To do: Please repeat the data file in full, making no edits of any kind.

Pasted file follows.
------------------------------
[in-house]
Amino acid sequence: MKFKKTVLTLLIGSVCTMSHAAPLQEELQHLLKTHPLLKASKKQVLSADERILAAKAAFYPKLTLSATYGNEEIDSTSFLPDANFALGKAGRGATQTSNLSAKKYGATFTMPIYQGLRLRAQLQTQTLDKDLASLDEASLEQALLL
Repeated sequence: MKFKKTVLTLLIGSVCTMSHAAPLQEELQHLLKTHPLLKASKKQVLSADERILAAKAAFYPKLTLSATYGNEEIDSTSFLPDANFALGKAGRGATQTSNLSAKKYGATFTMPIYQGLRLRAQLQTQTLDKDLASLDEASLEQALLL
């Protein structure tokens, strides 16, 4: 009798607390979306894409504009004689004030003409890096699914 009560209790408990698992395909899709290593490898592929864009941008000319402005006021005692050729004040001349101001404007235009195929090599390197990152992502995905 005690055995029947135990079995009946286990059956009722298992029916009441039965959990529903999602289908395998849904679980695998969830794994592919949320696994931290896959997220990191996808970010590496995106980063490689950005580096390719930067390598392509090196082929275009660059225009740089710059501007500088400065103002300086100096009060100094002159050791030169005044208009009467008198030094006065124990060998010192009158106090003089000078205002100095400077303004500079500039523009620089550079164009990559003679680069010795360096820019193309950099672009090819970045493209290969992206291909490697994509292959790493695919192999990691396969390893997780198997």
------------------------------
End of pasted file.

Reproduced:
[in-house]
Amino acid sequence: MKFKKTVLTLLIGSVCTMSHAAPLQEELQHLLKTHPLLKASKKQVLSADERILAAKAAFYPKLTLSATYGNEEIDSTSFLPDANFALGKAGRGATQTSNLSAKKYGATFTMPIYQGLRLRAQLQTQTLDKDLASLDEASLEQALLL
Repeated sequence: MKFKKTVLTLLIGSVCTMSHAAPLQEELQHLLKTHPLLKASKKQVLSADERILAAKAAFYPKLTLSATYGNEEIDSTSFLPDANFALGKAGRGATQTSNLSAKKYGATFTMPIYQGLRLRAQLQTQTLDKDLASLDEASLEQALLL
């Protein structure tokens, strides 16, 4: 009798607390979306894409504009004689004030003409890096699914 009560209790408990698992395909899709290593490898592929864009941008000319402005006021005692050729004040001349101001404007235009195929090599390197990152992502995905 005690055995029947135990079995009946286990059956009722298992029916009441039965959990529903999602289908395998849904679980695998969830794994592919949320696994931290896959997220990191996808970010590496995106980063490689950005580096390719930067390598392509090196082929275009660059225009740089710059501007500088400065103002300086100096009060100094002159050791030169005044208009009467008198030094006065124990060998010192009158106090003089000078205002100095400077303004500079500039523009620089550079164009990559003679680069010795360096820019193309950099672009090819970045493209290969992206291909490697994509292959790493695919192999990691396969390893997780198997």